James Howard Kunstler argues in The Geography of Nowhere that the box store is “a form of corporate colonialism, going into distant places and strip-mining them culturally and economically”. Economist Tom Mueller’s studies found that 84% of Wal-Mart’s sales came from other businesses. For every two jobs created in a warehouse store, three are lost. They don’t buy from local manufacturers or producers but larger national firms. Dairyland Foods, our prairie farmer-owned co-operative, recently sold out to Saputo Inc., a large private firm. Dairy farmers were told that if they did not get bigger and faster they would lose access to the national grocery retailers. The most widely-cited study of the box store phenomenon was done by Ken Stone. Ken was an economics professor at Iowa State University and he monitored the impact of Wal-Mart on Iowa between 1983 and 1993. The state lost 555 grocery stores, 298 hardware stores, 293 building suppliers, 269 clothing stores, 161 variety stores, 153 shoe stores, and 116 drug stores. A total of 7,326 businesses went under.10 It’s hard to see the positivity in light of this box store epidemic. This was a shocking number for me but taking a drive down victoria you can see this as an evident problem in regina. These stores do not only pose a threat economically but also culturally. Cities characters have been stripped as there unique local business have been outmatched. This in turn has created a very Dull homogenized atmosphere within Regina and cities in other areas of the world.
The Effects on Health
Sprawl affects us in surprising ways. It cuts into our precious free time and contributes to expanding our waistlines. A commuter who drives just one hour each day spends the equivalent of nine working weeks a year in a car. Researchers have found that people living in sprawling suburbs spend less time walking and weigh up to six pounds more than those living in pedestrian-friendly neighborhoods. According to Ontario College of Family Physicians, there are five main health effects due to urban sprawl. These effects of urban sprawl are as follows, Commuting and driver stress, loss of natural environment, loss of social capital, loss of community and negative effects towards childhood development.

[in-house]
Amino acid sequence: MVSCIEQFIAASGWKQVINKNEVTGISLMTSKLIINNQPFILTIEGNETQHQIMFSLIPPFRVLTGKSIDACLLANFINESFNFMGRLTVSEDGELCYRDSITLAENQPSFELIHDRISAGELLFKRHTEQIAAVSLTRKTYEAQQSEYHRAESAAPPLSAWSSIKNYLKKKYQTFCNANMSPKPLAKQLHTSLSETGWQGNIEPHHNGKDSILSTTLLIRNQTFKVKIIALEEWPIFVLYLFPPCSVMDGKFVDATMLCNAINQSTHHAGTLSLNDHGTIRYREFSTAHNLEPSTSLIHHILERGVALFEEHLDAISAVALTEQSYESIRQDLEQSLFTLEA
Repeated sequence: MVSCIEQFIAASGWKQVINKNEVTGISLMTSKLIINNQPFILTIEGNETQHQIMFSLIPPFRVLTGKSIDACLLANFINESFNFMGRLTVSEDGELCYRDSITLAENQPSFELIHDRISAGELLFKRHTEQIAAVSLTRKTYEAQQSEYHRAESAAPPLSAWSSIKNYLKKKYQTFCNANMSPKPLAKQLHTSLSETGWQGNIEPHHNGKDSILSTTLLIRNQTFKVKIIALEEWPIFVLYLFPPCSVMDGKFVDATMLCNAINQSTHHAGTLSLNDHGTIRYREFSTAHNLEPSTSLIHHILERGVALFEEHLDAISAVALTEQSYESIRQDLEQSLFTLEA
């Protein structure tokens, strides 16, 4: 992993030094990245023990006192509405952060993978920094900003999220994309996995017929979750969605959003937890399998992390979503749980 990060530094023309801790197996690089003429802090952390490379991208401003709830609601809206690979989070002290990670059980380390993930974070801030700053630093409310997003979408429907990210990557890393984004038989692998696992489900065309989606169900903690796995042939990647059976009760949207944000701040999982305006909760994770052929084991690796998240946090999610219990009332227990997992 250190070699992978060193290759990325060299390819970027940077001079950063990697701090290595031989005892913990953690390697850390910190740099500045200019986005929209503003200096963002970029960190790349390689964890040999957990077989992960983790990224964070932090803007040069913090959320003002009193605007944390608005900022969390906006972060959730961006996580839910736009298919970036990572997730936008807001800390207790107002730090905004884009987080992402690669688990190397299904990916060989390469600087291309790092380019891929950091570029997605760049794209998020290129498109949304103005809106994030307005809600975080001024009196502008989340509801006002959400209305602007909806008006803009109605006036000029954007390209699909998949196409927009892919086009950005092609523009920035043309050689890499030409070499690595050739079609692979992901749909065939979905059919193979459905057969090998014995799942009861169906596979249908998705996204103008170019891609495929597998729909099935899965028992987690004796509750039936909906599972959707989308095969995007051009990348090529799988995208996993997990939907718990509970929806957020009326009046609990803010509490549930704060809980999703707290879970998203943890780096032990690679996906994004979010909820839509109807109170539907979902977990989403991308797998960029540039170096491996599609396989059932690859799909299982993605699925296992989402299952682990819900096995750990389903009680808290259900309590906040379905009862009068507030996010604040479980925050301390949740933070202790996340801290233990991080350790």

”In these spread-out communities, homes are separated from schools, workplaces, stores and services, forcing people to drive virtually everywhere. More time driving means less time with family and friends, less time for oneself, and less time to engage in community activities. 1 Research shows that urban sprawl commuters spend 3 to 4 times more hours driving than individuals living in well-planned, dense communities.” 2
Those extra hours that we spend driving in cities such as Regina contribute to more back pain, cardiovascular disease, arthritis, asthma, headaches and stress. There is also research stating that traffic congestion also has adverse effects on one’s blood pressure, mood frustration tolerance, illness frequency, work absences, job stability, and overall life satisfaction. Taking all this into account you can see that these additional stresses on our lives can contribute to depression, home abuse and many other damaging social problems prevalent in our society.
“Thousands of pedestrians and drivers die every year in North America. The anguish and emotional scarring caused by the death of a loved one, permanent disabilities and related pain and suffering greatly impacts at every level of our social structure. 14% of traffic accident survivors have Post Traumatic Stress Disorder 10 and 25% have psychiatric problems one year after an accident.” 2
Road rage is one example of mental health stress related to driving that has received considerable attention in recent years. Road rage is characterized by violent disputes between drivers that sometime causes serious injuries or even death; often road rage involves people who are not usually violent. The two primary causes for aggressive driving are being rushed or behind schedule, and increased congestion and traffic. Road rage also contributes to higher percentage of accidents as drivers tend to make poor decisions in a heightened mood. Walking or biking are not only healthier alternatives in terms of physique and stress relief but are also generally safer in biker friendly areas. Unfortunately, there is usually little emphasis on walking and biking services in car culture.
The environment that we live in affects our health in both negative and positive ways. Animals, plants, landscapes and wilderness all have a tremendous impact on human well-being, as humans are innately attracted to other living organisms. Positive effects of the natural environment have been documented and include improved social and cognitive functioning, and decreased violence.A study done in Chicago found that people who live in buildings surrounded by greenspace have a stronger sense of community, better relationships with neighbours and less heated domestic conflicts.1